statements. Here the condition is a statement which explains the condition on which a
  decision will be made. We can understand it from the example that Ali can become the
  member of the basket ball team if he has a height more than six feet .In this case, the
  condition will be 
  if (Ali’s height is greater than six feet) 
        Ali can be a member of team
  We have written the condition in English language. Now let's see how we can implement
  this in terms of variables, operators and C statements. In the program, we will write the
  condition in parentheses, followed by a statement or group of statements to be executed. 
  Now here is the concept of block of statements. We use braces { } to make a group
  (block) of a number of statements. We put ‘{’ before first statement and ‘}’ after the last
  statement. Thus if we have to do many things after the if statement. The structure of if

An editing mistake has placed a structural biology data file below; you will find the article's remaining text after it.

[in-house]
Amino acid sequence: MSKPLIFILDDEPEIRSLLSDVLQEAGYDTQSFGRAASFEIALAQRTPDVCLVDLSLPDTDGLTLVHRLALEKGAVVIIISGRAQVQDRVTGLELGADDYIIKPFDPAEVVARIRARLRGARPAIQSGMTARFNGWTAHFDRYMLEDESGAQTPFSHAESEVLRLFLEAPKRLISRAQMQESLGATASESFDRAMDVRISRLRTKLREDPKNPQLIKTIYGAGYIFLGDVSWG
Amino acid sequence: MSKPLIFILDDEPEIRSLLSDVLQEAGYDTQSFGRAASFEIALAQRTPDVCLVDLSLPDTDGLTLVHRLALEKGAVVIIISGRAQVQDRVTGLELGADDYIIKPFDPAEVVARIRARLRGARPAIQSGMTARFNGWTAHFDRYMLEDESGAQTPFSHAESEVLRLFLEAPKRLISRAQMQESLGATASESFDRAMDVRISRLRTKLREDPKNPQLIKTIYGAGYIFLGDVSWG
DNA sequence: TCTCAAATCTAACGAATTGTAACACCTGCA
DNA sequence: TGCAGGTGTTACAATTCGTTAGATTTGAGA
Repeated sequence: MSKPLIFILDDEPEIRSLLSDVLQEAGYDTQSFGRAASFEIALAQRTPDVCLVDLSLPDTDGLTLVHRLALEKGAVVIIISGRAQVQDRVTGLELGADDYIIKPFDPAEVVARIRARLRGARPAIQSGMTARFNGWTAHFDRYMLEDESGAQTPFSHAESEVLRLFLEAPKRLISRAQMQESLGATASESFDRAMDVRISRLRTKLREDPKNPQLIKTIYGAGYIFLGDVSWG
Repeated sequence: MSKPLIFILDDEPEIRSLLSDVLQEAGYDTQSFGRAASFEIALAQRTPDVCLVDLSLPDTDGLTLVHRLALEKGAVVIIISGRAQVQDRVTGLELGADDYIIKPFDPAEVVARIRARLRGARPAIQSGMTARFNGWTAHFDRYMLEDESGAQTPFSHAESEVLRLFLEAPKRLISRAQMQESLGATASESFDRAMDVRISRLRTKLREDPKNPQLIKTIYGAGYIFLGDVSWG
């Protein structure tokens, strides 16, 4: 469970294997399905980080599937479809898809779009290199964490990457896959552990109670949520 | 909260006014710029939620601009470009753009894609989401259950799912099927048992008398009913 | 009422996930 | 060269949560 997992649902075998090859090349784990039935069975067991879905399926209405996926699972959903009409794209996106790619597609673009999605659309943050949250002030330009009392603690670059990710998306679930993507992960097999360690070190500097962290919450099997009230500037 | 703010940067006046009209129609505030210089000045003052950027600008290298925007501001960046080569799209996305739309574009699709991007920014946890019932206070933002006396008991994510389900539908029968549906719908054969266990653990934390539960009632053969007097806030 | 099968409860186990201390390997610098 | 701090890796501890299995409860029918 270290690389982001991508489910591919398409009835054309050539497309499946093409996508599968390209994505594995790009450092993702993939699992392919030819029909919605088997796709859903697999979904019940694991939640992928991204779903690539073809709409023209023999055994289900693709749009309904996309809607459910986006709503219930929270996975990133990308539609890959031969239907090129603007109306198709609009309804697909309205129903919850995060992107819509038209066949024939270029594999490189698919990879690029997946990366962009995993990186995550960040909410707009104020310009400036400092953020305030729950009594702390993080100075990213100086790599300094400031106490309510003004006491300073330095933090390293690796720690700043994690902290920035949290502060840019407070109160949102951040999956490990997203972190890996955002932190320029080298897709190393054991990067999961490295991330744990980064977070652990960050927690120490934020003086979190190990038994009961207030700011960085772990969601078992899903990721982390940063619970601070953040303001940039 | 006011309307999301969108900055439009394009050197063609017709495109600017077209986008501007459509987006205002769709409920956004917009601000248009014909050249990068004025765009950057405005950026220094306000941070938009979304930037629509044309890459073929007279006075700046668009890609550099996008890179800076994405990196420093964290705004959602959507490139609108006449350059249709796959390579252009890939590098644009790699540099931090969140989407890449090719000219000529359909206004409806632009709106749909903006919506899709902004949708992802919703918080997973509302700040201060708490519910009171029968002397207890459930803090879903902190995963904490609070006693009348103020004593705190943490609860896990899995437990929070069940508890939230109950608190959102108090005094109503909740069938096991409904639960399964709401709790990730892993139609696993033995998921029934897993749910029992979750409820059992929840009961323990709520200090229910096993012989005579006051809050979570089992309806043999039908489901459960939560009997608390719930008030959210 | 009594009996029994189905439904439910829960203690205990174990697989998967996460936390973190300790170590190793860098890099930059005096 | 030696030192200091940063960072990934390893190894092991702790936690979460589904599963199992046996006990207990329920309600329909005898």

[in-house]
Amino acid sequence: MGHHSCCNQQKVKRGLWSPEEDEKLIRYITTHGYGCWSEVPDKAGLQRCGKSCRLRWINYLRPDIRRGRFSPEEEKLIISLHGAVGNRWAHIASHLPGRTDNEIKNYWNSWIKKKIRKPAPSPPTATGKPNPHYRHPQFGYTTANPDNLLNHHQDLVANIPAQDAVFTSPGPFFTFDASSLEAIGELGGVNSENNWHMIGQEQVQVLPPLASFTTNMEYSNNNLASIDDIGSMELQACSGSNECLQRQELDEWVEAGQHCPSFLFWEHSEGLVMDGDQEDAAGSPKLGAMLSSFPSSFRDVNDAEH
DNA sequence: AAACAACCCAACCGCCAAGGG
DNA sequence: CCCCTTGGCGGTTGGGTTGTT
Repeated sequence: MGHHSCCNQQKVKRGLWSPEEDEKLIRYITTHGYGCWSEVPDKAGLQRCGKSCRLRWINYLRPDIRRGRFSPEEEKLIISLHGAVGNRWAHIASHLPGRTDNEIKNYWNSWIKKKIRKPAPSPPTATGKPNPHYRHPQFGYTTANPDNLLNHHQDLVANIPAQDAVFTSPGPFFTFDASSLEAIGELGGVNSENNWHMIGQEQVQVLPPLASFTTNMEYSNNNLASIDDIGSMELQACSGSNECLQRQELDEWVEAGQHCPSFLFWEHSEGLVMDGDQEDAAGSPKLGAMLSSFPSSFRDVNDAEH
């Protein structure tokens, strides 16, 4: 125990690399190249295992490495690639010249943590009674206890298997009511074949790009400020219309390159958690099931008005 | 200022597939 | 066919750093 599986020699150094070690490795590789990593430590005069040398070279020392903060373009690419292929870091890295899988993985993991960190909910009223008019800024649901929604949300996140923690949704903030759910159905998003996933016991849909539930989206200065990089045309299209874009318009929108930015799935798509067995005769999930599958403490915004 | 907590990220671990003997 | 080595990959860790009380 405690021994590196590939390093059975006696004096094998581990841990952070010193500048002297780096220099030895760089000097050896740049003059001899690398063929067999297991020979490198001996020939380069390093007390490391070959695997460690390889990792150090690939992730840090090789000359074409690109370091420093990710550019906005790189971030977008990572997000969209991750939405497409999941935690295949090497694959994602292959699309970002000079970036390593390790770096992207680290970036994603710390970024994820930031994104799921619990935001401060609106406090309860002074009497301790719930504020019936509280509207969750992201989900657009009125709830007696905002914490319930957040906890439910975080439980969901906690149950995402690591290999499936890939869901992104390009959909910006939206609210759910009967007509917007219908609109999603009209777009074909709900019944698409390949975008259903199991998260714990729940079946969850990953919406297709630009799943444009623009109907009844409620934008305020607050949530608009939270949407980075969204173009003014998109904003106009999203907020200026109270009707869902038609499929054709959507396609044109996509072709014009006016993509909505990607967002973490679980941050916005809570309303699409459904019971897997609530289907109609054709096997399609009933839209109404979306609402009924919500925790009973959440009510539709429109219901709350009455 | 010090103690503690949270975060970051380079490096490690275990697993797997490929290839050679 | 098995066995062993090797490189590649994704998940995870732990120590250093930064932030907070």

statement becomes as under
  if (condition)
  {
      statement;
      statement;
      .
      .
     statement; 
  }
  Note the indentation of the lines and semi-colon after each statement. Semi-colons are
  necessary after every C statement. The indentation is only a matter of style. It makes the
  code easy to read and understand from where a block starts, ends and what kind of block
  it is. It does not affect the logic of the program. But the braces can affect the logic. We
  can also write a comment line to state the purpose of code block.
  Let's consider a simple example to explain the if statement. Suppose, we have ages of two
  students (say for the time being we have got these ages in variables). These variables are-
  age1 and age2. Now we say that if the age1 is greater than age2, then display the
  statement ‘Student 1 is older than student 2’. 
  The coding for this program will be as below
  #include <iostream.h> 
  main()
  {
  int age1, age2;
              age1 = 12;